The author is married to a transgender Matt and she has a daughter. Together, they live as a happy family in Texas. But, this is not just a mere information, we get a detailed odyssey of a queer person (that is the only term Omise’eke Natasha Tinsley uses, never calling herself lesbian or gay, so I’m just going to follow that) that gets to live and love in America, how the society comments on them having children, how her parents raised her, how her grandparents met and fell in love, what clothes does she wear, how she went to a twerk class and so on. For me, this is unwanted information, considering the title, but the author is very aware of what she’s doing. She repeatedly stays off topic and describes her own life.

    I kept reading even though I got the general idea of what this story is going to be about right at the beginning. I finished the book even after reaching the boiling point that was the Blac Chyna - Kardashians reference. Apparently, Blac Chyna (who knows why this made it to the book) is a symbol for feminism here. I had to read this part twice to make sure that I understood what I read. I tried to justify even mentioning these people here, by thinking - OK, this is a book related to a celebrity, maybe she wants to make a point? No, actually, the author just wanted to tell us that the Kardashians are a filthy clan appropriating black culture and stealing black guys, while poor Blac Chyna, a talented stripper who embraced her career as an exotic dancer, served as a pillar of empowered women. So, just reading this part, for laughs, is enough recommendation. This is were all credibility went through the window.

    At some point, the author mentions that Beyonce actually never stood for LGBT people because she never officially supported any of their movements, her songs are celebrating a straight man and woman union, motherhood and many values deemed "traditional". Nevertheless, Omise’eke Natasha Tinsley continues to interpret the songs and lyrics according to her own interests. There are so many Black Femme terms that I had to keep up to understand them and remember the difference between the real feminism and the meaning of fem(me)inine - everything related to a feminine lesbian.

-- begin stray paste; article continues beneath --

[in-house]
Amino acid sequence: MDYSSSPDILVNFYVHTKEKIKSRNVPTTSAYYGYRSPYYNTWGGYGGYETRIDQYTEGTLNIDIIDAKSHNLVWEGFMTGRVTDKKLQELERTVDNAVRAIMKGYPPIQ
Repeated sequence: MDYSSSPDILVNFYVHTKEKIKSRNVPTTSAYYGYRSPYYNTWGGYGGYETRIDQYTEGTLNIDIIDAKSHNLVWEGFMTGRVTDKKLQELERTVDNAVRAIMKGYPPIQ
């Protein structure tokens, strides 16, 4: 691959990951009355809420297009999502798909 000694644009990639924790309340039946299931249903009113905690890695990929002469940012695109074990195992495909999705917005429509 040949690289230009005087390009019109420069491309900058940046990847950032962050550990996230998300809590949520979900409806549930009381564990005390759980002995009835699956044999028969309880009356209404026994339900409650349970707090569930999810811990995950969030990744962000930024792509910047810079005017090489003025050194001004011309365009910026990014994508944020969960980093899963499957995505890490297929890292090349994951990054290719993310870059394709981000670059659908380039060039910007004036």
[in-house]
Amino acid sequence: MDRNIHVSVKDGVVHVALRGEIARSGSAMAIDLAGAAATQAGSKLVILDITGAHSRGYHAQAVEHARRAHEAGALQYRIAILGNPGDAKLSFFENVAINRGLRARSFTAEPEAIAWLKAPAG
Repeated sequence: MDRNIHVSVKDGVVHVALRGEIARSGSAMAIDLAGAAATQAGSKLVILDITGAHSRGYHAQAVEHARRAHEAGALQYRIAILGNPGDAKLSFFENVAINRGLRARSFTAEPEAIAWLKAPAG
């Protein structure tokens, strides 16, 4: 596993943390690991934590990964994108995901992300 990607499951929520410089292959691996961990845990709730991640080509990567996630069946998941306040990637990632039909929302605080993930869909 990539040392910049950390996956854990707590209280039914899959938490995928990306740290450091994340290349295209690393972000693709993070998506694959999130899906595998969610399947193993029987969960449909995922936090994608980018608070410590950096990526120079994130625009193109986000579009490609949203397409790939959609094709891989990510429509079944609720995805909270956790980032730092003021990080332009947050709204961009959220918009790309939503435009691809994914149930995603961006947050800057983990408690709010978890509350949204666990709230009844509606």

In her last chapter, author finally reaches the song Formation and tries to explain it, again in terms that suit her:

    This just went on and on. I didn’t like it at all, but I can’t deny that the writing style was very good and easy to read. It was difficult to separate personal agenda from some new ideas about feminism, but still it was empowering to some point.

    I want to thank to University of Texas Press for this reading opportunity, I got my edition through Edelweiss.

  • Sarah (A French Girl)

    I'm NOT planning to read this book, but I felt like I needed to comment. What nonsense is that? From reviews I've read , this is essentially a personal memoir masquerading as academia. It's disturbing. What is even more disturbing is that there are people who seriously believes that Beyonce is a feminist icon.

    The question isn't what has Beyonce done for black women or the black community, but would Beyonce produce Afro-American centric art if she couldn't make money AND praise out of it?

    However

    I'm NOT planning to read this book, but I felt like I needed to comment. What nonsense is that? From reviews I've read , this is essentially a personal memoir masquerading as academia. It's disturbing. What is even more disturbing is that there are people who seriously believes that Beyonce is a feminist icon.

    The question isn't what has Beyonce done for black women or the black community, but would Beyonce produce Afro-American centric art if she couldn't make money AND praise out of it?

    However, to be perfectly honest, I don't think Lemonade or any of Beyonce's live performances brought any kind of benefit to the black community or were of any significance whatsoever. To me, it was just an entertainer doing her job: entertaining.

    Beyonce and her husband are a corporation and at the moment social activism is a hot commodity. It's business as usual for these people and I wish more people would catch that.